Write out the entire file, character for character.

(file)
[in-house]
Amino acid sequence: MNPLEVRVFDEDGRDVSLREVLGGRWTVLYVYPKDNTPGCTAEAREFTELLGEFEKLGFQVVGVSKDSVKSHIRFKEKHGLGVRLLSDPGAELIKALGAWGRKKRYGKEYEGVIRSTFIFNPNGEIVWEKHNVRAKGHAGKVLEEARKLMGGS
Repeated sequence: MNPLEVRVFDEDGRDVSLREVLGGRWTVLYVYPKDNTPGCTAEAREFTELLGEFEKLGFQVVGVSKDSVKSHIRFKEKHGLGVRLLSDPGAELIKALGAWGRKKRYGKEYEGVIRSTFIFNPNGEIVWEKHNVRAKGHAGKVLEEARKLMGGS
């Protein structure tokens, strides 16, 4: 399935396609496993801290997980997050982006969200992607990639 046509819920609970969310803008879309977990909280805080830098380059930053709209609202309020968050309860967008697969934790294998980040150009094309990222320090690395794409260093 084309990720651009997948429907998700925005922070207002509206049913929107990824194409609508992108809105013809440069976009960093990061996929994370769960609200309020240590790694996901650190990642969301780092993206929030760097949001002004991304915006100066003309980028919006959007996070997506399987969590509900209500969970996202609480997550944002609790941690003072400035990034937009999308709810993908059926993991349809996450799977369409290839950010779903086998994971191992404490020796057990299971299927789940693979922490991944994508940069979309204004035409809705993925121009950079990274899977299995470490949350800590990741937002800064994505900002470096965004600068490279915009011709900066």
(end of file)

[in-house]
Amino acid sequence: MNPLEVRVFDEDGRDVSLREVLGGRWTVLYVYPKDNTPGCTAEAREFTELLGEFEKLGFQVVGVSKDSVKSHIRFKEKHGLGVRLLSDPGAELIKALGAWGRKKRYGKEYEGVIRSTFIFNPNGEIVWEKHNVRAKGHAGKVLEEARKLMGGS
Repeated sequence: MNPLEVRVFDEDGRDVSLREVLGGRWTVLYVYPKDNTPGCTAEAREFTELLGEFEKLGFQVVGVSKDSVKSHIRFKEKHGLGVRLLSDPGAELIKALGAWGRKKRYGKEYEGVIRSTFIFNPNGEIVWEKHNVRAKGHAGKVLEEARKLMGGS
């Protein structure tokens, strides 16, 4: 399935396609496993801290997980997050982006969200992607990639 046509819920609970969310803008879309977990909280805080830098380059930053709209609202309020968050309860967008697969934790294998980040150009094309990222320090690395794409260093 084309990720651009997948429907998700925005922070207002509206049913929107990824194409609508992108809105013809440069976009960093990061996929994370769960609200309020240590790694996901650190990642969301780092993206929030760097949001002004991304915006100066003309980028919006959007996070997506399987969590509900209500969970996202609480997550944002609790941690003072400035990034937009999308709810993908059926993991349809996450799977369409290839950010779903086998994971191992404490020796057990299971299927789940693979922490991944994508940069979309204004035409809705993925121009950079990274899977299995470490949350800590990741937002800064994505900002470096965004600068490279915009011709900066």